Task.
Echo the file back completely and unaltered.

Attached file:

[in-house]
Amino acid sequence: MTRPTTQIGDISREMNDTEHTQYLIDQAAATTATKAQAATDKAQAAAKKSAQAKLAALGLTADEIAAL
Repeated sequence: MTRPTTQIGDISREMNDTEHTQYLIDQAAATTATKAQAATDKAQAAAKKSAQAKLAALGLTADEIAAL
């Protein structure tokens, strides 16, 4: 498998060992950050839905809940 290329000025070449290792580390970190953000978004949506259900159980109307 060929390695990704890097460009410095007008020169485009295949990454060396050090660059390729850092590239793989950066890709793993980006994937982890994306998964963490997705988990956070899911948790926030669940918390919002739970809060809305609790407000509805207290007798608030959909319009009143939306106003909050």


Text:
[in-house]
Amino acid sequence: MTRPTTQIGDISREMNDTEHTQYLIDQAAATTATKAQAATDKAQAAAKKSAQAKLAALGLTADEIAAL
Repeated sequence: MTRPTTQIGDISREMNDTEHTQYLIDQAAATTATKAQAATDKAQAAAKKSAQAKLAALGLTADEIAAL
């Protein structure tokens, strides 16, 4: 498998060992950050839905809940 290329000025070449290792580390970190953000978004949506259900159980109307 060929390695990704890097460009410095007008020169485009295949990454060396050090660059390729850092590239793989950066890709793993980006994937982890994306998964963490997705988990956070899911948790926030669940918390919002739970809060809305609790407000509805207290007798608030959909319009009143939306106003909050």